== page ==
Chops

Movie review by
Brian Costello, Common Sense Media
Chops Movie Poster Image
Inspiring documentary about high school jazz musicians.
  • NR
  • 2009
  • 88 minutes

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The parents' guide to what's in this movie.

Educational Value

This film is a fine introduction to jazz music, the history of jazz, and the music of Duke Ellington.

Positive Messages

This film is a wonderful introduction to playing music, and the positive results of teenagers putting in long hours of practice on an instrument.

Positive Role Models & Representations

The teenagers who perform in the Essentially Ellington Festival at Lincoln Center are dedicated, hardworking musicians, but also filled with humor and energy that is relatable and fun.

Violence & Scariness
Sexy Stuff
Language
Consumerism
Drinking, Drugs & Smoking

What parents need to know

Parents need to know that Chops is a wonderful documentary that's an absolute must-see for musicians of all ages, especially musicians in high school. As these Jacksonville, Florida high school students rehearse Duke Ellington songs for the Essentially Ellington Festival at Lincoln Center in New York City, what emerges is both a celebration of the joys of playing music, and the wonderful results of long hours and days of practice.

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What's the story?

CHOPS is a documentary about a high school jazz ensemble in Jacksonville, Florida that is accepted to compete in the Essentially Ellington Festival at Lincoln Center in New York City against other top-tier high school jazz ensembles. The film interviews individual musicians about their love of their instruments and the music itself, and shows the ensemble as they face the challenges inherent in learning and practicing music as difficult as that composed by Duke Ellington. After the hours of practice, they arrive in New York City and meet Wynton Marsalis, who helped launch (and is one of the judges in) the Essentially Ellington Festival.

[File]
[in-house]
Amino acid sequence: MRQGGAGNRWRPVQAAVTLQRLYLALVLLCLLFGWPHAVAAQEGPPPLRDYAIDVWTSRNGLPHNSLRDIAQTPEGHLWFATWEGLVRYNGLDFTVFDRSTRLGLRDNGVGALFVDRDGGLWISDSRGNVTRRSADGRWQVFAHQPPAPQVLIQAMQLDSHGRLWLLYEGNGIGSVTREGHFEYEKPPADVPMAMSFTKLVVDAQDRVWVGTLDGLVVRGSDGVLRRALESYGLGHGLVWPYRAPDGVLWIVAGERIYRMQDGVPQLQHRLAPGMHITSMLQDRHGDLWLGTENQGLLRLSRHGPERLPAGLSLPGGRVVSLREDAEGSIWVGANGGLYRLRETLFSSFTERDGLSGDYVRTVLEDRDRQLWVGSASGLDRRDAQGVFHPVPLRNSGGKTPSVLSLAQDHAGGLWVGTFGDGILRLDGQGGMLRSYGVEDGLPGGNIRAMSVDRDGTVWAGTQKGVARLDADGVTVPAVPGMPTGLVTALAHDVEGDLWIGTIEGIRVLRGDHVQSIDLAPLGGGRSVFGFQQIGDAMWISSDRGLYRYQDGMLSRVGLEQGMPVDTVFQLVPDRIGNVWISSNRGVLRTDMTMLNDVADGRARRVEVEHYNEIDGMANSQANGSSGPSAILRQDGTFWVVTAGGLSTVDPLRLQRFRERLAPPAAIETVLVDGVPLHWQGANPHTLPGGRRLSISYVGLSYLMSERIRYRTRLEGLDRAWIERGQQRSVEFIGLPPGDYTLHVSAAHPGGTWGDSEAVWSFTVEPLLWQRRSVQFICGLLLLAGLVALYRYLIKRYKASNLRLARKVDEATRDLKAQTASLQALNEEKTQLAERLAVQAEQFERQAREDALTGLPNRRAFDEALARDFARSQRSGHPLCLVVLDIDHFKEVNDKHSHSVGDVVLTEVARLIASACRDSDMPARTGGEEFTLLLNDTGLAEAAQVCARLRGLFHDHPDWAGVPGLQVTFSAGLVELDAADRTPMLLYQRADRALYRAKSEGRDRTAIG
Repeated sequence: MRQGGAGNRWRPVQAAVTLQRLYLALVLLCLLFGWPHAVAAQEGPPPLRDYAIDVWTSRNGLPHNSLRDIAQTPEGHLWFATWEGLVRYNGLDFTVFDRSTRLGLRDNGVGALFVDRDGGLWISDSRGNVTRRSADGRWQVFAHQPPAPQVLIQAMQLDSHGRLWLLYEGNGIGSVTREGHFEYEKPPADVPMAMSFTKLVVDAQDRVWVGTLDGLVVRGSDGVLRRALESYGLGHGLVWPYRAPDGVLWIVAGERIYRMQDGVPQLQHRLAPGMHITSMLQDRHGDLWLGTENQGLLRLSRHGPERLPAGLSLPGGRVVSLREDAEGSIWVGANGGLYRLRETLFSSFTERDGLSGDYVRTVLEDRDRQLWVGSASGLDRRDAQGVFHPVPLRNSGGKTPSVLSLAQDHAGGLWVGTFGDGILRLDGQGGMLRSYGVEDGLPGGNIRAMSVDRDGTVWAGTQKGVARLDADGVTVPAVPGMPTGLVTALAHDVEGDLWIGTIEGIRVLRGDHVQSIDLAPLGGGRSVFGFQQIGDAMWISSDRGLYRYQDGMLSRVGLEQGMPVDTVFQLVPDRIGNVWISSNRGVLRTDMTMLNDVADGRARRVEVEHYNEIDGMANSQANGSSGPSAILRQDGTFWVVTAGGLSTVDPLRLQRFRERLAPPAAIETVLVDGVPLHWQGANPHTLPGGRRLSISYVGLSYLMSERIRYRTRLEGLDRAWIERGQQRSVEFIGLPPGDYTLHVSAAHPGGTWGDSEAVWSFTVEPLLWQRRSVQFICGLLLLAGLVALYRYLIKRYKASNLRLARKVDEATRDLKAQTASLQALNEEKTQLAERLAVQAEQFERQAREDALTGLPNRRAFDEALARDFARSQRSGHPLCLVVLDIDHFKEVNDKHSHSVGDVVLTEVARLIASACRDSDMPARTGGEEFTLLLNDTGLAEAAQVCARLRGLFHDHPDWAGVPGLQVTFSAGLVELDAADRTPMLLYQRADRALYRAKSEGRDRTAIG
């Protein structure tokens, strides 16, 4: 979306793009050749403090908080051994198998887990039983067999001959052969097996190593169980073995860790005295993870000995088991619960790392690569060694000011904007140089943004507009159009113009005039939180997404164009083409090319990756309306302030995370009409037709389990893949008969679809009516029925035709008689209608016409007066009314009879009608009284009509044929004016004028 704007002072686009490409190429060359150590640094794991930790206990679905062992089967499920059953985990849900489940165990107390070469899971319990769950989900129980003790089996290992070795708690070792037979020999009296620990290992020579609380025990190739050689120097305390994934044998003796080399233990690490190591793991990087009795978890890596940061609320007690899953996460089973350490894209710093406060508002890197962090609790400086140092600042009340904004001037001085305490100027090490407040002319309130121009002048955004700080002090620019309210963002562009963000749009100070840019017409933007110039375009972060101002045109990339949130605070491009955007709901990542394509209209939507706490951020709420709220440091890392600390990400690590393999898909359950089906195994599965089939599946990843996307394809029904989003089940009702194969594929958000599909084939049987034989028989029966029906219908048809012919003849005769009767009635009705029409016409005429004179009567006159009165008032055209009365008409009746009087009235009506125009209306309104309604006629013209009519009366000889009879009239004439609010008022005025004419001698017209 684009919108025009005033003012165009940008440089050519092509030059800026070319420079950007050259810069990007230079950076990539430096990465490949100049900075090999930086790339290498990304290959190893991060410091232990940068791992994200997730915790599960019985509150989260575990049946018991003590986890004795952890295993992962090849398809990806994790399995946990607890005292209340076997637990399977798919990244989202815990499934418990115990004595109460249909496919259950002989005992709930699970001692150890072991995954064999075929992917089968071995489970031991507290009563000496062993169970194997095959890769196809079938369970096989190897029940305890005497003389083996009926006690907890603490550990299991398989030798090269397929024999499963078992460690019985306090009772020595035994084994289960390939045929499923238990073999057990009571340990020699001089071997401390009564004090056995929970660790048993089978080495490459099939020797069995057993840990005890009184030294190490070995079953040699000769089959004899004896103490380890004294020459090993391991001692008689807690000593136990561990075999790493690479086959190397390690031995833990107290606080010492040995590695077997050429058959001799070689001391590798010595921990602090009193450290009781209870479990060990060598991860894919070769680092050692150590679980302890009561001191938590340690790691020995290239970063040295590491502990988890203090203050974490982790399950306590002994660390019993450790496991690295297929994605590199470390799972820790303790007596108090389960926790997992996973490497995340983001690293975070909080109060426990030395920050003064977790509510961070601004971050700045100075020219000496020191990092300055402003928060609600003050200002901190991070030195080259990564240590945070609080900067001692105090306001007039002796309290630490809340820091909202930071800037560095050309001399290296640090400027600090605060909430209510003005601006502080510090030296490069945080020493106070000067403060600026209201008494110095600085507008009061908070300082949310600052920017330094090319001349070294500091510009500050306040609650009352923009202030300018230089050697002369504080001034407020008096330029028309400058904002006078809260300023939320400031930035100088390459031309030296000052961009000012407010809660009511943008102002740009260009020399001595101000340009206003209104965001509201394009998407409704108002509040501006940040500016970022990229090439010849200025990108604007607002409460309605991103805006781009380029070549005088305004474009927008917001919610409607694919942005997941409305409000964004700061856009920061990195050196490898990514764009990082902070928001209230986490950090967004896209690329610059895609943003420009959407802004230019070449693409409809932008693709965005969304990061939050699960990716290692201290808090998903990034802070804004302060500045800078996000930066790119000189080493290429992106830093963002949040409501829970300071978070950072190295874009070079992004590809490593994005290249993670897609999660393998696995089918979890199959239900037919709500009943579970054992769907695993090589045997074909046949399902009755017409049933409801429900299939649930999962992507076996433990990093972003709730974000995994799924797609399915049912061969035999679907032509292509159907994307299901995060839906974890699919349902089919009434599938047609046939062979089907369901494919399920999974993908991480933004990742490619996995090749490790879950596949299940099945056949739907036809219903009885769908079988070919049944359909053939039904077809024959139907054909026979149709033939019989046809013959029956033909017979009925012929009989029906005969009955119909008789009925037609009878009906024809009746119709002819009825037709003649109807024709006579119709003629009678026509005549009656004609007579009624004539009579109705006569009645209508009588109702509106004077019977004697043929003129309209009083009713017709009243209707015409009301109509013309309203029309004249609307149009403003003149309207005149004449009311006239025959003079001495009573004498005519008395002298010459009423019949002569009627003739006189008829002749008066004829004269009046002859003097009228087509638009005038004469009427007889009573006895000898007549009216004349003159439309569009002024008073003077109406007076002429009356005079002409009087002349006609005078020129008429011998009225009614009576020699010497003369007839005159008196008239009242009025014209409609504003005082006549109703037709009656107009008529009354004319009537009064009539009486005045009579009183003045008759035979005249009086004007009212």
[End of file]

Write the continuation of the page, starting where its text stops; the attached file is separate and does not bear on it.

Is it any good?

CHOPS is as inspiring as it is entertaining, especially for kids who are learning to play a musical instrument. While the challenges and difficulties are many for anyone trying to learn to properly "swing" the music of Duke Ellington, what emerges in Chops is the pure joy of process, of the wonderful results that happen when people put all their time and energy into something they care deeply about.

While being a musician -- aspiring, veteran, or in between -- enhances the experience of viewing Chops, you don't have to play music to enjoy and respect the effort these kids make. For families, Chops should lead to worthwhile conversations about the value of putting 100 percent into your passions and talents, and what inevitably results when you do.

Talk to your kids about ...

  • Families can talk about how the students in these jazz ensembles are positive role models. How do they go about achieving their goals? Do they inspire you? What would you like to dedicate long hours of practice to?

  • What did you learn about the rich history of jazz from this film? Who are some famous jazz musicians from today and the past?

  • Is the movie a balanced portrait of these kids, or is there something that we're not seeing? What would you like to know more about?

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